NRF: Economic data does not support an impending recession


WASHINGTON, DC – Economic numbers may not look good, the National Retail Federation (NRF) does not see a recession looming at the next turn.

Despite two consecutive quarters of decline, the US economy still does not appear to be in recession and is unlikely to enter one this year, NRF chief economist Jack Kleinhenz said Aug. 2.

“Back-to-back contractions have increased fear of a recession, but as the economy lost momentum heading into the second half of the year, the economic data is not yet consistent with a typical recession,” Kleinhenz said.

“Our view is that even if the economy is operating at a slower pace, it will likely avoid a recession this year,” he added. “Despite continuing uncertainties, we believe the underlying strength of the economy is strong enough to weather inflation and prevent a recession – or short-lived one, however wrong we are.”

Kleinhenz’s remarks appeared in the August issue of NRF’s Monthly Economic Review (MER), which noted that gross domestic product (GDP) fell 1.6% year-over-year in the first quarter and 0.9% in the second quarter.

As explained by the NRF, two consecutive quarters of decline is a common informal indicator of a recession, but the official statement belongs to the National Bureau of Economic Research, which defines a recession as a significant decline distributed across the ‘economy. The bureau has yet to decide whether the current downturn meets that definition.

Even with two quarters of declining GDP, private final sales to domestic buyers – a key measure of consumer and business spending – remained in positive territory in the first half, up 3% in the first quarter and flat in the second, says the MER report.

Other indicators, including employment, retail sales, revenue and industrial production, saw slower growth, but none contracted.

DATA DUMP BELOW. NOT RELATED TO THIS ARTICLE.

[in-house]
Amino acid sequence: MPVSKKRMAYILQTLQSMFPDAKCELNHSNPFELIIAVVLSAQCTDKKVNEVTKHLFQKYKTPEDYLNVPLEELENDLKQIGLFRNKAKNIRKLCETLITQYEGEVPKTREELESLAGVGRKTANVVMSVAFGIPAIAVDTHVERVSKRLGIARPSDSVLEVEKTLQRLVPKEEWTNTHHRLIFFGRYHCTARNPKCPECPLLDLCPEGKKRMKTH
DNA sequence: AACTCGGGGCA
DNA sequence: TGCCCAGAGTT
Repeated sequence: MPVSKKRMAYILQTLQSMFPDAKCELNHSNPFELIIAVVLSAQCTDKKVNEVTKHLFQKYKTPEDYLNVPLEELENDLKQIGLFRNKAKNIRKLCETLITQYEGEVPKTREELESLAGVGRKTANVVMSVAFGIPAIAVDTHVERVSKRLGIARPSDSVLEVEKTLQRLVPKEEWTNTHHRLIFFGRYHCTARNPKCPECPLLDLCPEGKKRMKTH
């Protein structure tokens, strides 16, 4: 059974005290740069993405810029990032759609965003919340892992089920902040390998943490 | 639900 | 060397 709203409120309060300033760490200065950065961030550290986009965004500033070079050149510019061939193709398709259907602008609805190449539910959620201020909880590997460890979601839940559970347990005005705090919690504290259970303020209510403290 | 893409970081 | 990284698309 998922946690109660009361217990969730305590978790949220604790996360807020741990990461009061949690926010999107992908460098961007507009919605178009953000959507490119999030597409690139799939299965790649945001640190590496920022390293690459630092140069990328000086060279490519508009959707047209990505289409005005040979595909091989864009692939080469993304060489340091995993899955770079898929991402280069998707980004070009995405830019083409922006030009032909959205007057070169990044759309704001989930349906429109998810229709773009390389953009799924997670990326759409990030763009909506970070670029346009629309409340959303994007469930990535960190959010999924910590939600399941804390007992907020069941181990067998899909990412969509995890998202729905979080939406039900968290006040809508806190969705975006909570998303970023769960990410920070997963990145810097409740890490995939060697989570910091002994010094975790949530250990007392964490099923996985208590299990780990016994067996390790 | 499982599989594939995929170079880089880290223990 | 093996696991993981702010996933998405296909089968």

A critical indicator that could signal the onset of a recession would be a significant decline in employment, Kleinhenz said. But the unemployment rate stood at 3.6% in June, almost half a percentage point lower than at the start of the year and only slightly above the 50-year pre-pandemic low. 3.5% observed in January 2020.

Additionally, payroll increased at an average monthly rate of 539,000 in the first quarter and 375,000 in the second quarter. And retail sales as defined by NR, excluding car dealerships, gas stations and restaurants to focus on core retail, were up 7% year-over-year in the first six months of the year, according to the Washington, DC-based retail industry group.

However, even with strong economic indicators, Kleinhenz said “it is now clear that the world has changed” since the start of the year, citing factors that could not have been anticipated earlier, including the persistence of COVID-19. , ongoing supply chain challenges, the ongoing war in Ukraine and other issues that have led to the highest inflation rates in 40 years.

In light of the headwinds, NRF has adjusted several levers that affect its economic outlook, including:

NRF now expects GDP to grow 2% for the year instead of 3.5%.

Growth in the personal consumption expenditure price index, the Federal Reserve’s preferred measure of inflation, is now expected to average 6.2% for 2022.

The savings rate is expected to decline as consumers dip into their pandemic-era savings to pay for high food and energy costs as well as discretionary spending on travel and entertainment.

NRF also factored in revised retail sales figures released by the Census Bureau in April, which increased NRF’s calculation of retail sales for 2021 to $4.61 trillion from $4.58 trillion. dollars.

Even with these adjustments, NRF continues to expect 2022 retail sales to grow between 6% and 8% from 2021.

“At this point, the primary concern remains inflation and the Fed’s policy actions to contain it,” Kleinhenz said. “As the central bank tries to adjust its monetary policy, it faces the dangers of continued inflation if it doesn’t do enough and recession if it goes too far. Consumer reaction to price hikes rate is hardly immediate or predictable, making it impossible to judge the effect of Fed reactions in real time and quickly correct any oversteer.”

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